Cameron accused of 'diverting attention' by highlighting excessive executive pay

Prime Minister David Cameron's focus on executive pay is an attempt to shift the debate from grim economic predictions in 2012, public affairs operators have said.

David Cameron: focus on executive pay
David Cameron: focus on executive pay

Yesterday Cameron vowed to tackle ‘crony capitalism’ by introducing binding shareholder votes on the pay of top executives.

Top of Cameron’s agenda is tackling bosses receiving huge pay increases despite companies not improving their performance.

Speaking to the BBC,Cameron said: ‘Those big rewards when people fail make people's blood boil and is actually taking money from the owners of the company, the shareholders and everyone with a pension in Britain.’

Fleishman-Hillard head of public affairs Nick Williams accused Cameron of using executive pay to divert attention away from ‘dire economic predictions’ in 2012.

He said: ‘With 2012 starting off with dire economic predictions the Prime Minister is simply using populist measures to divert attention. With a near-total dearth of good news, Number 10 will have to work creatively on developing these schemes.’

Edelman director Dominic Pendry said Cameron was not seeing the bigger picture: ‘The Government continues to poll well on the economy, helped by Labour’s tarnished reputation in this area. However, the key point of weakness is around fairness – are the cuts affecting some, women and the disadvantaged for example, more than others and who will benefit when the economy starts growing again?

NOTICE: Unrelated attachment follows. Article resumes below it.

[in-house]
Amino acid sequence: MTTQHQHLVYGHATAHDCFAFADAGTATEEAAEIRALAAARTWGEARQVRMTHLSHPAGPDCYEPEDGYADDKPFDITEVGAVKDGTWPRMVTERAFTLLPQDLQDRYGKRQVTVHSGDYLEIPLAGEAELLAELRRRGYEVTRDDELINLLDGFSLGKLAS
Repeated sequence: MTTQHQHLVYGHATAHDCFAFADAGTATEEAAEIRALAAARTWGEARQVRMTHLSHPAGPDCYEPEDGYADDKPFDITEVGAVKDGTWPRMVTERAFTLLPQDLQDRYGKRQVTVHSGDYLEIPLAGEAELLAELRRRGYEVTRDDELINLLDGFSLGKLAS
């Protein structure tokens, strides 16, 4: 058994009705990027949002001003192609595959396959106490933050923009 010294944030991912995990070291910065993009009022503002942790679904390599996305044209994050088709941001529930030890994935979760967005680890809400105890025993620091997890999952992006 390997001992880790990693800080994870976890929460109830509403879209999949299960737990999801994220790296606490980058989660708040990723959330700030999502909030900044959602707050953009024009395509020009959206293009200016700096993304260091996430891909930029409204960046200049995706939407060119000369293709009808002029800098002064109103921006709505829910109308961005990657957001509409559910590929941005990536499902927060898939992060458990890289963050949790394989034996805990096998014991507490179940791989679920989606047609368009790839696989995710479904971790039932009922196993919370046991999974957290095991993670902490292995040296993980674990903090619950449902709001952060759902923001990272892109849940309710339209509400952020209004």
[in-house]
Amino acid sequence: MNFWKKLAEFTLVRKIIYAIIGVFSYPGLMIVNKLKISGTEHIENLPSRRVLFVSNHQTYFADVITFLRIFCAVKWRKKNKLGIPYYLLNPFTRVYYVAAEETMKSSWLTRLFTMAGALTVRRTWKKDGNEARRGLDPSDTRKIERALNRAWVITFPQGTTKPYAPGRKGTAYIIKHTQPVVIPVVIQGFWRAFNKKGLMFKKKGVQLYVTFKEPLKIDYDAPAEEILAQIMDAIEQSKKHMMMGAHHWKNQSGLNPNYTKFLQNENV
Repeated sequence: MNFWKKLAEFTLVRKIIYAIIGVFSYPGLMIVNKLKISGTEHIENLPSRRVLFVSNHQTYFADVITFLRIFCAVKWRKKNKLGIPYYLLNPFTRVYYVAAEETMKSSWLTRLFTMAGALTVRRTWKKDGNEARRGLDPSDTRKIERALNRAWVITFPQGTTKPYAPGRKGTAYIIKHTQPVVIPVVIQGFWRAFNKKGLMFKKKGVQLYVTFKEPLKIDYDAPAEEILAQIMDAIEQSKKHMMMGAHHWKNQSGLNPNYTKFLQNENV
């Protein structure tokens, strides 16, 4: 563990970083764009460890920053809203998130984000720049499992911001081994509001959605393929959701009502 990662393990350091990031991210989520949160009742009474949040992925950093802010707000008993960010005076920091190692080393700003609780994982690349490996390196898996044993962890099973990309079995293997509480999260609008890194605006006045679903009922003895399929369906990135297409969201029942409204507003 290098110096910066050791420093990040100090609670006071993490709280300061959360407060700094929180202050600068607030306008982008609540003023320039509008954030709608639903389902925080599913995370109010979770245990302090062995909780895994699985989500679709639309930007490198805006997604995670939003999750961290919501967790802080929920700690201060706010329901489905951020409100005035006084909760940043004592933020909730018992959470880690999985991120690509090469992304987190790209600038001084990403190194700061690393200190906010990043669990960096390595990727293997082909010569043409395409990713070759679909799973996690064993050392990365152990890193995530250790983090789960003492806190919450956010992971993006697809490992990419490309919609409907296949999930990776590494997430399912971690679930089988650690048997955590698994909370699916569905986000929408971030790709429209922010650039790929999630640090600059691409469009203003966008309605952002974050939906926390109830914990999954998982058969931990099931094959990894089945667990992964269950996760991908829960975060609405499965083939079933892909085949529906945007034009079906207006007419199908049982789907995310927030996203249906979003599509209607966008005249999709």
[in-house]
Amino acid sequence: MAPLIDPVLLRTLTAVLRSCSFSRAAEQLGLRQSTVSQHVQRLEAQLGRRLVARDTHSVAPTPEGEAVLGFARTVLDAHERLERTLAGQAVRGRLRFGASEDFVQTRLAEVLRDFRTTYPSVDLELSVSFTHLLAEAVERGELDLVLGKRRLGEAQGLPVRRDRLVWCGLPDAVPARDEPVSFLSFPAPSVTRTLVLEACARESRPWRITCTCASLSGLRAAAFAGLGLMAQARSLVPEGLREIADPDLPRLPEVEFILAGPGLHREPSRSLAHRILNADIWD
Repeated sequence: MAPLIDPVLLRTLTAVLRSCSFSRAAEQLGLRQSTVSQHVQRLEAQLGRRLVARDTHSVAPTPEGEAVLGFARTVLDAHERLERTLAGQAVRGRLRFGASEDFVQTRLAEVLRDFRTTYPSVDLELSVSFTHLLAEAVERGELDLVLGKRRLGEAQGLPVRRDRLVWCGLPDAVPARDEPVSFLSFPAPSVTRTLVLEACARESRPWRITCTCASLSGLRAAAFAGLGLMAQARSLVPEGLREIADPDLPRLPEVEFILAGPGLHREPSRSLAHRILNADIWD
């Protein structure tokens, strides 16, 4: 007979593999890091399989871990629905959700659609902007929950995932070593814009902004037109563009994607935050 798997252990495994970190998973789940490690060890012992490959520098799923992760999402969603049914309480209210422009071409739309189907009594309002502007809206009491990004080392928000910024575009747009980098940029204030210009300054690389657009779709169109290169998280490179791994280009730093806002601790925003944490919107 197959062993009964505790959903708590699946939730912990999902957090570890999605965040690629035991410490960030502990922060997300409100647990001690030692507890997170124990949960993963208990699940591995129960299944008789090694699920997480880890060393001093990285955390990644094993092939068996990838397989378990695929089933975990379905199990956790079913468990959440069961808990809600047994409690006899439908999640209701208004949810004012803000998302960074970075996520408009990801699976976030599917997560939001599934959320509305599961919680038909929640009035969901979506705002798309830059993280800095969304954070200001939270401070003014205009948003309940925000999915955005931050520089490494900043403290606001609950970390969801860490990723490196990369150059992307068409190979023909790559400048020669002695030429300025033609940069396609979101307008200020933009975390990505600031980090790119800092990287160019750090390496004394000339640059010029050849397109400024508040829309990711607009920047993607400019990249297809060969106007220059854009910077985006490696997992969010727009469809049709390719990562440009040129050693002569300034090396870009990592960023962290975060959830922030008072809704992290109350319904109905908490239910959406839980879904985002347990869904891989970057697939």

‘Strong rhetoric around executive pay will not compensate for real action to create a more fair society.’
Last year the Government was accused of making a series of policy U-turns. Fleishman's Williams warned that Cameron could not ‘water down’ his executive pay proposals after such a public statement on the issue.

‘Number 10 has to have a far tighter grip on initiatives coming out of government, including policy announcements. This is fundamental to the effective operation of government and should have been one of the lessons that Cameron learned from Tony Blair’s successful Number 10 operation.’

Liberal Democrats want boardroom remuneration committees to include people who can restrict company heads from settling one another's pay and creating a ‘crony culture’.

Business secretary Vince Cable wants to see publication of company heads' pay as a single figure – total pay, including salary, long-term share plans, retirement schemes and other perks.

Cable has called for the publication of the difference between chief executives' pay and that of the average worker. He also further asked for details of the proportion of company profits paid to directors.

Cable’s request comes after research from the Institute for Public Policy Research found chief executives in 87 of the FTSE 100 companies took home an average of £5.1m in basic pay, bonuses, share incentives and pension contributions in 2010-11.

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